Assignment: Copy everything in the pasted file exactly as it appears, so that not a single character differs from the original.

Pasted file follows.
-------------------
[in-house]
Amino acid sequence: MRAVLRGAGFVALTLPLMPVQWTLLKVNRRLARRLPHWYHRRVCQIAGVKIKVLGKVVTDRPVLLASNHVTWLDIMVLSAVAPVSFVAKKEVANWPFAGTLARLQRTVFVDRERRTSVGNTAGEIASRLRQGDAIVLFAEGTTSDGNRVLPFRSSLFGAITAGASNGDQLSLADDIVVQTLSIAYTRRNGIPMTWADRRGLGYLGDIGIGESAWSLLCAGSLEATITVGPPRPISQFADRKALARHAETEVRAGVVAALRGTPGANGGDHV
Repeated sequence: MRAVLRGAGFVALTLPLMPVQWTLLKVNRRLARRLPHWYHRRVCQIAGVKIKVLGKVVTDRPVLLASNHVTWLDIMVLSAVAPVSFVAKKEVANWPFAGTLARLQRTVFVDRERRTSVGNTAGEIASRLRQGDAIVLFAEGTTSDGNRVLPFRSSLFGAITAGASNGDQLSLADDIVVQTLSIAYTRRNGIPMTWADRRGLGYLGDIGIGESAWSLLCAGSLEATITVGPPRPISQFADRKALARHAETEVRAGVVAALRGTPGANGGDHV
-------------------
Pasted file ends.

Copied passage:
[in-house]
Amino acid sequence: MRAVLRGAGFVALTLPLMPVQWTLLKVNRRLARRLPHWYHRRVCQIAGVKIKVLGKVVTDRPVLLASNHVTWLDIMVLSAVAPVSFVAKKEVANWPFAGTLARLQRTVFVDRERRTSVGNTAGEIASRLRQGDAIVLFAEGTTSDGNRVLPFRSSLFGAITAGASNGDQLSLADDIVVQTLSIAYTRRNGIPMTWADRRGLGYLGDIGIGESAWSLLCAGSLEATITVGPPRPISQFADRKALARHAETEVRAGVVAALRGTPGANGGDHV
Repeated sequence: MRAVLRGAGFVALTLPLMPVQWTLLKVNRRLARRLPHWYHRRVCQIAGVKIKVLGKVVTDRPVLLASNHVTWLDIMVLSAVAPVSFVAKKEVANWPFAGTLARLQRTVFVDRERRTSVGNTAGEIASRLRQGDAIVLFAEGTTSDGNRVLPFRSSLFGAITAGASNGDQLSLADDIVVQTLSIAYTRRNGIPMTWADRRGLGYLGDIGIGESAWSLLCAGSLEATITVGPPRPISQFADRKALARHAETEVRAGVVAALRGTPGANGGDHV